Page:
I loved the book, words and all, the illustrations are the same style as the cartoons, so I say grab yourself a copy, you won't regret it; plus you can get all nostalgic.

Rating 4 out of 5
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Saturday, August 16, 2014

Pinocchio, Vampire Slayer by Dusty Higgins

Netgalley provided an ARC that only goes to the halfway mark of the book [bummer]. Well, the first half of the book was good. Picture this, Pinocchio and Gepetto survive the great whale, but Pinocchio is still a wooden boy, Gepetto begins to warn Pinocchio of the great evil that is coming; but what does Pinocchio [who is still a bad boy] do, he ignores the warnings and Gepetto gets killed by vampires. As they're about to kill Pinocchio he tells a lie and pierces a vamp, turning him to flames, then dust. Now Pinocchio becomes a good boy and sets off on a quest to kill all vamps.

At the halfway mark Pinocchio becomes a real boy and the ARC cuts off, but it left me with such a cliff hanger that I'm now gonna have to go and buy; yes go, as in go to a store, if I have to buy it I want a nice hard copy.

The novel is all black and white, but it totally works with the vampire and old world motif its rocking. So this is definitely a fun read.

Rating 4 out of 5
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The Devil in Denim (New York Saints #1) by Melanie Scott

This is one of those sports meets romance novels. Alex and his two best friends, Lucas and Mal love baseball, until tragedy struck back in college and they had to give up on playing the sport. So when their beloved New York Saints [not sure if that's a real team, not very attuned with sports here] are up for sale, they team up to buy them.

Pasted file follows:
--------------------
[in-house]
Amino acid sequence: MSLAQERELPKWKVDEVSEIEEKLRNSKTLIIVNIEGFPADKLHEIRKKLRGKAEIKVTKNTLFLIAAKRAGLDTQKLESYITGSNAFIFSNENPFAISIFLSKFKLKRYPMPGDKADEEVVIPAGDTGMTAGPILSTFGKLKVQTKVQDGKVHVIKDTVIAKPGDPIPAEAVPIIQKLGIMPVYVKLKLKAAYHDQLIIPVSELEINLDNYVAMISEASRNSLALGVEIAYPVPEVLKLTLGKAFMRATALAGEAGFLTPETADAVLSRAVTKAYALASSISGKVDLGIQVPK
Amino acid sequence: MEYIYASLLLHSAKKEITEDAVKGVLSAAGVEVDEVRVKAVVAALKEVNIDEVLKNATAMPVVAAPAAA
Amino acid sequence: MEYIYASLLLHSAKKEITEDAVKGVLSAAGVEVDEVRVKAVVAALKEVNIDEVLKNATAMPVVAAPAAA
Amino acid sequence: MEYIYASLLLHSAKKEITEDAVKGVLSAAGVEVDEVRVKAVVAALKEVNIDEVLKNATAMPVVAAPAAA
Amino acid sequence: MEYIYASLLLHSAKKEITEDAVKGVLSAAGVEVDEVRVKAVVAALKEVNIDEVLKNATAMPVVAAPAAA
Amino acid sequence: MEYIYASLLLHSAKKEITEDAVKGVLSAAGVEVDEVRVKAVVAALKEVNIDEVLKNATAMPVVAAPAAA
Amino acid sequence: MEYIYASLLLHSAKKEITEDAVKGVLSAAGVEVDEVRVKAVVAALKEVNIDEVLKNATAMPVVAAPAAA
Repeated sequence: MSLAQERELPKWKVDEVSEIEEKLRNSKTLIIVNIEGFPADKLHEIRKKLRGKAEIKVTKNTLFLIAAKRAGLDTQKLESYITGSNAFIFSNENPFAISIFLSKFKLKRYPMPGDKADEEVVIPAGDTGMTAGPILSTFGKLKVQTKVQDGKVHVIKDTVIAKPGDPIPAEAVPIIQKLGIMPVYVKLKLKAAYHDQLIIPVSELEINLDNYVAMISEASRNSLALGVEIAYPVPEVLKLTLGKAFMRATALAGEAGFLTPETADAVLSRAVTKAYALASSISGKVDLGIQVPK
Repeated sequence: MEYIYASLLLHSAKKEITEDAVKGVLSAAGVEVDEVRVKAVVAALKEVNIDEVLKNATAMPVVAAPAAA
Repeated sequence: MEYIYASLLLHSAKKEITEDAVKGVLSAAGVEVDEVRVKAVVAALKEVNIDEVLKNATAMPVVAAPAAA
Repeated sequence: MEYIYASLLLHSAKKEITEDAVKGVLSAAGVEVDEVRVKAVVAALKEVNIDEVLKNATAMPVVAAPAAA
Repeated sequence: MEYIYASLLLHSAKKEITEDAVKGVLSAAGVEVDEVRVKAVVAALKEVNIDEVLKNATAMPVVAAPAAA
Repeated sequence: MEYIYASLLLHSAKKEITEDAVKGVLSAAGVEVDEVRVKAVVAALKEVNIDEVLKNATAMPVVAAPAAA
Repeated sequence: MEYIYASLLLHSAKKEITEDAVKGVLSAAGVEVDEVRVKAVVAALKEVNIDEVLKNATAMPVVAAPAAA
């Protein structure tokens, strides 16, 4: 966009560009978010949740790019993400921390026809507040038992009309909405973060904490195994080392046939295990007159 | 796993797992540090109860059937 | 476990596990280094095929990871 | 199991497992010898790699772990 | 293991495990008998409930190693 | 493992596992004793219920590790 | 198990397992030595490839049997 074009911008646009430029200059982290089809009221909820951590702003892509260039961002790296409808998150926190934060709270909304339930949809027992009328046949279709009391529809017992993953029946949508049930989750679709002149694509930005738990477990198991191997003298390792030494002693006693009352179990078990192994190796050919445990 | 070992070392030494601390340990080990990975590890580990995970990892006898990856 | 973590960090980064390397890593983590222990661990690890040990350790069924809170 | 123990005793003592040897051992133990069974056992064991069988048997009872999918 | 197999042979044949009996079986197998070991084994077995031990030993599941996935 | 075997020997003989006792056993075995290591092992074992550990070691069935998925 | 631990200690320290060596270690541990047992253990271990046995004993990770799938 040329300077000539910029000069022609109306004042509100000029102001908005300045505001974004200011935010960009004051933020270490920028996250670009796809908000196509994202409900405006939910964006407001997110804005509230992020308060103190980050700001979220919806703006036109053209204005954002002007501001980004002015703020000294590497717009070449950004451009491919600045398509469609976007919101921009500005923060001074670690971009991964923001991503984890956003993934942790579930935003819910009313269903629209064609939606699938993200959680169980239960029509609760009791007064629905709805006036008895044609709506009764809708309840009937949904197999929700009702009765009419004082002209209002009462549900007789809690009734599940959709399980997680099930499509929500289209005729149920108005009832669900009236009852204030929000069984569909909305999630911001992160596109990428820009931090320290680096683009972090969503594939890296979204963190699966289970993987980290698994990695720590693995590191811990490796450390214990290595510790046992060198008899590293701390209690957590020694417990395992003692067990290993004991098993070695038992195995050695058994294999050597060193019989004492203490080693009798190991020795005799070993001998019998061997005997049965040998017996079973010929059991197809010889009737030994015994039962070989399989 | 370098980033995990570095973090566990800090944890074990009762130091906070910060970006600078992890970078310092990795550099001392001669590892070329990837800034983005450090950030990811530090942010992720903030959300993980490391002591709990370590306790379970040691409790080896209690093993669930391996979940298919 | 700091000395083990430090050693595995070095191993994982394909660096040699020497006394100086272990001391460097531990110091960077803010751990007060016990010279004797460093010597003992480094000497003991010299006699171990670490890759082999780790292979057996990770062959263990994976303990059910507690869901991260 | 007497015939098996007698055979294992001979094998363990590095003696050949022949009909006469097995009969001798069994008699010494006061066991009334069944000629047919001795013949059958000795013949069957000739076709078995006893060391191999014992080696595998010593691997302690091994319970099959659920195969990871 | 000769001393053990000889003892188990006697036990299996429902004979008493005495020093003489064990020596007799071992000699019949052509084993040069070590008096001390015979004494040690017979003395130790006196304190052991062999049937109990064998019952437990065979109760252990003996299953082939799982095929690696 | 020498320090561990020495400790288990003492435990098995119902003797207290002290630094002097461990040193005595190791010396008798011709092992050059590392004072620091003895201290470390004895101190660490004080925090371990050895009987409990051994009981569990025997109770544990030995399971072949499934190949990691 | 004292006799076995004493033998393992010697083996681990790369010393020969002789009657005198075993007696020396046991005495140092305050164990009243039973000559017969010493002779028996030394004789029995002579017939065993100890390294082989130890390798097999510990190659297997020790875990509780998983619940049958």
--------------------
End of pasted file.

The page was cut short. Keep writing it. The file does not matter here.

Maggie is the only daughter of the Saints owner, she grew up with the team, her dream is to one day be CEO of the team just like her dad. She has spent year getting degrees in business and sports management, all working toward her goal. So when her dad sells the team and doesn't even tell her [I know right, what a prick], Maggie is crushed.

Alex needs Maggie on board with the sale because if the League doesn't approve the sale and the players are not happy, things can go bad, real bad. Well eventually all those late nights working together, lead to some real chemistry.

The only thing I did not like was the ending, it felt to rushed, would it have killed the author to throw an "I love you" in there. Since this is only book 1 in the series [book 2 will be Lucas' love story] I'm sure we'll see more of Alex and Maggie.

Rating 4 out of 5
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The Poor Man's Guide to Suicide by Andrew Armacost

The story follows Wesley Weimer; he has 2 kids from different marriages, used to be big guy on campus back in high school [still can't get over his glory days] and is a real prick.

His parenting style is up there with Peter Griffin [you know from Family Guy]; he thinks his daughter is fat
and in the book he actually says he doesn't like his son, then he goes on to say maybe I love him, maybe I don't. That right there made me dislike him even more.

All of his problems stem from him finding excuses not to better himself and then blaming the world for his short comings. The reason he didn't go to college is his father's fault, then his wife, then his kids, then the dog's. Like man up, if you really wanted to go you could have gone.

I couldn't even like the ending because rather than saying he'll try harder to improve himself and focus on positive things, he says "I lowered my expectations"; like really.

I gave this book a 1 because the character is so despicable, you can't even sympathize with him.
Like sewing drugs into his kids backpack so he could frame the ex's boyfriend and get custody, real great parenting right there, just wow; if this were a real kid in real life, there are no words to describe the amount of therapy he would need later on. The character should have just gone ahead and killed himself.

Rating 1 out of 5